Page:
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MT Legislature opens 67th session under unified government



The 67th Montana Legislature convened on Jan. 4 under new leadership following Gov. Greg Gianforte's inauguration. PHOTO BY ONASILL BILL

By Bella Butler and Mira Brody

HELENA – The 67th Montana Legislature convened in person on Jan. 4 to open the 2021 session following new state executive Gov. Greg Gianforte’s inauguration as the first Republican governor in 16 years. After the 2020 election, which resulted in sweeping wins for GOP candidates across the state, the Montana Senate, House of Representatives and governorship are all controlled by Republicans, a state government trifecta not seen in Montana since 2004.

Gianforte’s inauguration opened with a song from musician Wylie Gustafson, a prayer from Bozeman Pastor Bryan Hughes, a rendition of the National Anthem and the swearing in of Lt. Gov. Kristen Juras.

“With you at the front of my mind and with a servant’s heart, I will work towards creating better opportunities for all Montanans,” said Gianforte shortly after he was sworn in. “I take the oath of office today, prepared to assume the duties you have entrusted me with, with humility and a deep sense of duty. I take the oath of office today prepared to lead Montana’s comeback.”

The new governor enters office after a 12-point victory over Democratic opponent and former lieutenant governor, Mike Cooney. Gianforte made his first political debut with an unsuccessful run for governor in 2016, which he followed with a victory in Montana’s 2017 special election for Congress. Before his entrance into Montana government, Gianforte made a name for himself in business, first selling his cloud-based computing business, RightNow Technologies, to Oracle for $1.8 billion in 2011.

Gianforte said he plans to lead Montana with a core set of principles in mind: economic growth, fiscal responsibility and reform. He applauded Montanan’s strong work ethic, quality of life and love for the outdoors, but also noted the state’s shortcomings. Gianforte says he plans to support small businesses infrastructure by lowering taxes and eliminating unnecessary red tape and ensuring fiscal responsibility and a more responsive state government.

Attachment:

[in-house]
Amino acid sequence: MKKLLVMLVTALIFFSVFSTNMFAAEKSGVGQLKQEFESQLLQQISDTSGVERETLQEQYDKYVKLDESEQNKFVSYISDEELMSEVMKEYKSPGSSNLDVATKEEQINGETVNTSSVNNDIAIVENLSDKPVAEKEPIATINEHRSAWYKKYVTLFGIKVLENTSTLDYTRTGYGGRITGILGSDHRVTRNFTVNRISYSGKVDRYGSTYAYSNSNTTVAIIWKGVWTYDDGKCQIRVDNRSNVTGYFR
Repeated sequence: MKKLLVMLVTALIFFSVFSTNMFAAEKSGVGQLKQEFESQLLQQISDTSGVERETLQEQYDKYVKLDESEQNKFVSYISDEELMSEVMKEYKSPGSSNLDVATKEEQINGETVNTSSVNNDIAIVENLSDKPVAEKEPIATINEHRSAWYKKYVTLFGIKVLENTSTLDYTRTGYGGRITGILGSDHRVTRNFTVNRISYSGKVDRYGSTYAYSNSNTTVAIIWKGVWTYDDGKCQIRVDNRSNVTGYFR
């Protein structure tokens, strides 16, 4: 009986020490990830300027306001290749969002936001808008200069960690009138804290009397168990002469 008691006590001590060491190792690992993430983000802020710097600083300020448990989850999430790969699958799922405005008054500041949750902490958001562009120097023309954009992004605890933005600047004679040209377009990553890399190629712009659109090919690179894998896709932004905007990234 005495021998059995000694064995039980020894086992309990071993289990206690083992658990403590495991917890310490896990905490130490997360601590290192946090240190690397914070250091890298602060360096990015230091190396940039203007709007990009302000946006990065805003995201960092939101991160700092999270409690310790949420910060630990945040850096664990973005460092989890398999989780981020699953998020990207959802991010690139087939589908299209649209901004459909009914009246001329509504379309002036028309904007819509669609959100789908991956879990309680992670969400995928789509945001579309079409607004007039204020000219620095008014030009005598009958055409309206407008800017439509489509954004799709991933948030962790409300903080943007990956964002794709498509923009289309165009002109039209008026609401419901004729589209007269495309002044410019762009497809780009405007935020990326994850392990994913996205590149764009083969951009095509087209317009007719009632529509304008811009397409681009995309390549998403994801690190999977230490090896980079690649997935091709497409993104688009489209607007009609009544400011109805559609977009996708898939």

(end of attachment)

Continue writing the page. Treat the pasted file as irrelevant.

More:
“Today, let me say loudly and clearly to job creators and entrepreneurs, and business owners in our state and beyond: Montana is open for business,” Gianforte said.

Although Gianforte did not yet outline his plans for a COVID-19 response, he assured the audience that his inauguration day would not be accompanied by a party or any large gatherings as an act of respect to the Montanans who also made sacrifices during the pandemic.

“It’s important to me to do what you have had to do—to do things different than we’ve done them before,” Gianforte said. “The grave challenges of the past year, with the COVID-19 pandemic, and the economic consequences that have resulted, have left no Montanan untouched. And let’s not forget the nearly 1,000 people that have fallen victim to this virus that are no longer with us.”

Gianforte will kick off his time in office with the 67th Montana Legislature. The Legislature has a diverse spread of bills on tap for hearings in its first week, covering topics from gambling law to the Montana Missing Indigenous Persons Task Force to sexual offender evaluation and treatment.

Joining several new legislators in the capital this session is Republican Rep. Jane Gillette from Big Sky’s House District 64—which is enclosed by boundaries that nearly frame U.S. Highway 191 from south of Belgrade to West Yellowstone. Gillette, a dentist and healthcare consultant from the Gallatin Valley, beat her Democratic opponent, Brian Gabriel Popiel, by 11 points in the 2020 general election.

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